Lake Forest High School Columnist Reveals the Joys of Theatre
By Saige Joseph
Since my freshman year at Lake Forest High School, I’ve been involved with the theatre department. I’ve been performing ever since I was a kid.
Theatre has wielded a tremendous influence on my life. I’ve bonded with people who I now consider my closest friends. I’ve learned to love public speaking, I’ve been given an outlet where I can truly be myself.
Being a part of theatre means late-night rehearsals, long hours spent with the cast, tiring days one after another. My cast mates have truly seen me at my best and worst. They’ve seen me stressed, short tempered and have to redo a scene five times because I can’t manage to get it right. On the other hand, I’ve helped them run lines, and I've been there if they needed to talk with someone. That’s the beauty of it; these people are the ones who know me for everything that I am.
The relationships that I’ve been able to form through the performing arts have grown over time. All of my friends are involved in theatre, through acting, tech, or directing; they have all made me the self-confident and independent person that I am.
I used to hate class presentations. They were my worst fear. Standing up in front of the class, everyone staring at me, being graded on my presentation skills. I dreaded them. I now have a new perspective thanks to my involvement in theatre. Last year, I took the course AP Seminar, which is presentation based, and it was one of my favorite curricular classes I’ve taken. Every unit ended with a presentation; prepping for it was more fun than work. I would make my entire family sit down individually and watch me practice my presentation, showing off my skills to them.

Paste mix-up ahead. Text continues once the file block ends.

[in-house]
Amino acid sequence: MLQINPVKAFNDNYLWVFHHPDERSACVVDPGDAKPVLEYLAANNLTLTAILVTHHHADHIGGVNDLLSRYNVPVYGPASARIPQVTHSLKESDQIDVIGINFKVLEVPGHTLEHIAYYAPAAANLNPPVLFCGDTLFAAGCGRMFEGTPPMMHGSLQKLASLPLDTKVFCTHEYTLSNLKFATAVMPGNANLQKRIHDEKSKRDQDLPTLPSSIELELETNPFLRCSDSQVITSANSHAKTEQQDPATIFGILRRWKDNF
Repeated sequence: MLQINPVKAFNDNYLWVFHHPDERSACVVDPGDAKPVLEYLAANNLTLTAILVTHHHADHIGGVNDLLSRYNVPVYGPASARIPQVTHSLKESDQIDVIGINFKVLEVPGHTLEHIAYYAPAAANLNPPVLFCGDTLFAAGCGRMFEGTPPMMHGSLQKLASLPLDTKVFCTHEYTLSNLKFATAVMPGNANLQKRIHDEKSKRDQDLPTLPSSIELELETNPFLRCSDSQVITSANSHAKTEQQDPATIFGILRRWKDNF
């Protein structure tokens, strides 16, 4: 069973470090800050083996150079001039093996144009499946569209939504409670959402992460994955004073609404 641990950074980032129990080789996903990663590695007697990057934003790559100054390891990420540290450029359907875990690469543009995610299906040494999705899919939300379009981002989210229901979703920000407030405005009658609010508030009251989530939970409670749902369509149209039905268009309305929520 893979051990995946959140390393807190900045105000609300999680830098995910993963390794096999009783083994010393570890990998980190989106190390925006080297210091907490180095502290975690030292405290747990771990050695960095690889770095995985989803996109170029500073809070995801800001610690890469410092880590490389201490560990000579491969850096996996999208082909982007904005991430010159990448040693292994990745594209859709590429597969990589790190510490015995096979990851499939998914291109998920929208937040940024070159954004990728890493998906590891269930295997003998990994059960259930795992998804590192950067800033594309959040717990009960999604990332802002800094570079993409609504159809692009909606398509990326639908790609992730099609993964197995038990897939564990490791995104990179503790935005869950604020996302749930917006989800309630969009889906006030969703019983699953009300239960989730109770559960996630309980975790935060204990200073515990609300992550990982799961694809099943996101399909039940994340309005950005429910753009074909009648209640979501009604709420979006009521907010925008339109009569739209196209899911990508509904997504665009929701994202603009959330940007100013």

Theatre has encouraged me to participate in other activities that involve public speaking. Last year, I joined the Speech Team at the high school, which entails memorizing and performing a 6-8-minute speeches. My speech last year was in the category Humorous Interpretation, which was a long scene involving different characters that I had to portray. If I hadn’t been in theatre for so long, I would’ve never had the courage to do that.
There are days when school has worn me down, I had a test that didn’t go well, I didn’t get enough sleep, then I go to rehearsal -- and my mood immediately shifts. I’m able to put all of my anger and frustrations into the scene.
This year, my brother is a freshman in college, and he’s no longer living at home. I’m really close with him, and it’s been an adjustment not seeing him every day. One thing that’s helped me adjust is theatre. I had rehearsals every day after school and was able to focus on that rather than the fact that at home my brother wasn’t there. I dedicated all of my energy into memorizing lines and blocking, leaving no room to linger on this change.
Most recently, I was in the fall show Clue in the role of Yvette, the French maid. This role was the opposite of my personality, but that was the best part. I got to take on this character that I would never have even thought of playing. I was pushed to make this character the best it could be, which entailed stepping out of just playing a mild-mannered, down-to-earth character to playing an extroverted center-of-attention character.
Thanks to theatre, I’ve been able to expand my interests and develop essential skills that have shaped me into who I am today.